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RS technology to track inland water in Australia

Australia: The Commonwealth Scientific and Industrial Research Organisation (CSIRO) has developed a way of using remote sensing (RS) technology to provide information about inland water quality. Over a 10-year investment strategy, CSIRO has developed a way of using remote sensing techniques to remotely detect ‘visually active’ water quality variables in marine coastal waters.

By measuring the colour of the water in detail, variables such as chlorophyll, cyanobacterial pigments, organic and inorganic sediments as well as dissolved organic matter can be quantitatively observed. The approach of measuring water colour works for instruments in close proximity to the water surface or for satellite sensors based hundreds of kilometres in space.

CSIRO has developed an algorithm based on physics-based adaptive linear matrix inversion (aLMI) which can simultaneously derive concentrations of a number of water quality variables over different water types. The Great Barrier Reef Marine Park Authority now uses this technique for systematic and cost-effective assessment of water quality variables in the Great Barrier Reef lagoon using satellite data.

The current one-year project will investigate the application of the aLMI to develop this same capability for Australia’s inland waters. The algorithm will require different optical datasets to cope with the greater range of water quality that exists in inland waters. One of the project objectives is to collate and evaluate existing datasets and develop new datasets for variables relevant to Australian inland waters.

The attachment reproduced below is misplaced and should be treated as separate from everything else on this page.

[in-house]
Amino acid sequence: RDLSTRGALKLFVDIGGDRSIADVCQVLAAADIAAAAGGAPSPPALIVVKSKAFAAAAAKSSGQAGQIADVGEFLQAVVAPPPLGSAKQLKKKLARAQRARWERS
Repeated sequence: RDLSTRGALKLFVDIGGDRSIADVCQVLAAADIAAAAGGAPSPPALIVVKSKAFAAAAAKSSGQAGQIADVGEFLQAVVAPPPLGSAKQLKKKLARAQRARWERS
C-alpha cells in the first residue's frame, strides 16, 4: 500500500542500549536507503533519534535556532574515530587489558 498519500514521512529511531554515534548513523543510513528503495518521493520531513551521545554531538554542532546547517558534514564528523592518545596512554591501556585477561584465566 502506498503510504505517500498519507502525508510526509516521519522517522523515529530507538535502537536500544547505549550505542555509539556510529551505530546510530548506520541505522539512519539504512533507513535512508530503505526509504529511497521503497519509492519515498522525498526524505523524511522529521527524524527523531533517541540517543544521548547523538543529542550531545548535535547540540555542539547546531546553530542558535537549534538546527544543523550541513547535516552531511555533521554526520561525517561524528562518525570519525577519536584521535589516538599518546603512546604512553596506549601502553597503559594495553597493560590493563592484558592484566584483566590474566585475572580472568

As well as testing the method on satellite data, the project will also test novel, ‘near-surface sensing’ approaches to provide continuous water quality monitoring. These methods will be validated against traditional sampling methods.

Initial demonstration projects for near-surface sensors and satellite retrievals are proposed in the Murray-Darling Basin and in Queensland where a range of water types provide opportunities to investigate the robustness of the approach, covering a range of hydrological conditions, sediment events, algal blooms and black water events.

Source: CSIRO